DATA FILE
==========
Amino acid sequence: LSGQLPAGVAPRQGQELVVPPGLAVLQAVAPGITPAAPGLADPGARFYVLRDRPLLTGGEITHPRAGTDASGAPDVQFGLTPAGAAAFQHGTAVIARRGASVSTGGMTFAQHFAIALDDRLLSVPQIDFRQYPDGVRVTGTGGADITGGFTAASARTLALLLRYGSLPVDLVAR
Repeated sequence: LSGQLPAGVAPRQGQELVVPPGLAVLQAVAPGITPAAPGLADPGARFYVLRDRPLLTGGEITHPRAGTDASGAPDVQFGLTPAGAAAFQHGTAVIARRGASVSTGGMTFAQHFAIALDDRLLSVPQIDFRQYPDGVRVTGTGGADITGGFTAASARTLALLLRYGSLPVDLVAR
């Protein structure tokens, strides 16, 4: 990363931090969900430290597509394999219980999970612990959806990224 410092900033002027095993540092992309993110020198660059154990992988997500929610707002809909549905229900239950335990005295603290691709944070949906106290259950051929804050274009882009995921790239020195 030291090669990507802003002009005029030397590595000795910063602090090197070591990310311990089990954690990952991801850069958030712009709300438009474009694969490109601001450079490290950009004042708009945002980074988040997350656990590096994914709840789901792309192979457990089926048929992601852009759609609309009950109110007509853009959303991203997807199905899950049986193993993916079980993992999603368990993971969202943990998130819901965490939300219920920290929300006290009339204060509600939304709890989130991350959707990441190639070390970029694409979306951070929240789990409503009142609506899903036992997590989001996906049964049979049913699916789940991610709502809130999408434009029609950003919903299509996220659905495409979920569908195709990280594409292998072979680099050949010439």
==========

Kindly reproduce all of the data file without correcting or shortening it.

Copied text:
Amino acid sequence: LSGQLPAGVAPRQGQELVVPPGLAVLQAVAPGITPAAPGLADPGARFYVLRDRPLLTGGEITHPRAGTDASGAPDVQFGLTPAGAAAFQHGTAVIARRGASVSTGGMTFAQHFAIALDDRLLSVPQIDFRQYPDGVRVTGTGGADITGGFTAASARTLALLLRYGSLPVDLVAR
Repeated sequence: LSGQLPAGVAPRQGQELVVPPGLAVLQAVAPGITPAAPGLADPGARFYVLRDRPLLTGGEITHPRAGTDASGAPDVQFGLTPAGAAAFQHGTAVIARRGASVSTGGMTFAQHFAIALDDRLLSVPQIDFRQYPDGVRVTGTGGADITGGFTAASARTLALLLRYGSLPVDLVAR
């Protein structure tokens, strides 16, 4: 990363931090969900430290597509394999219980999970612990959806990224 410092900033002027095993540092992309993110020198660059154990992988997500929610707002809909549905229900239950335990005295603290691709944070949906106290259950051929804050274009882009995921790239020195 030291090669990507802003002009005029030397590595000795910063602090090197070591990310311990089990954690990952991801850069958030712009709300438009474009694969490109601001450079490290950009004042708009945002980074988040997350656990590096994914709840789901792309192979457990089926048929992601852009759609609309009950109110007509853009959303991203997807199905899950049986193993993916079980993992999603368990993971969202943990998130819901965490939300219920920290929300006290009339204060509600939304709890989130991350959707990441190639070390970029694409979306951070929240789990409503009142609506899903036992997590989001996906049964049979049913699916789940991610709502809130999408434009029609950003919903299509996220659905495409979920569908195709990280594409292998072979680099050949010439």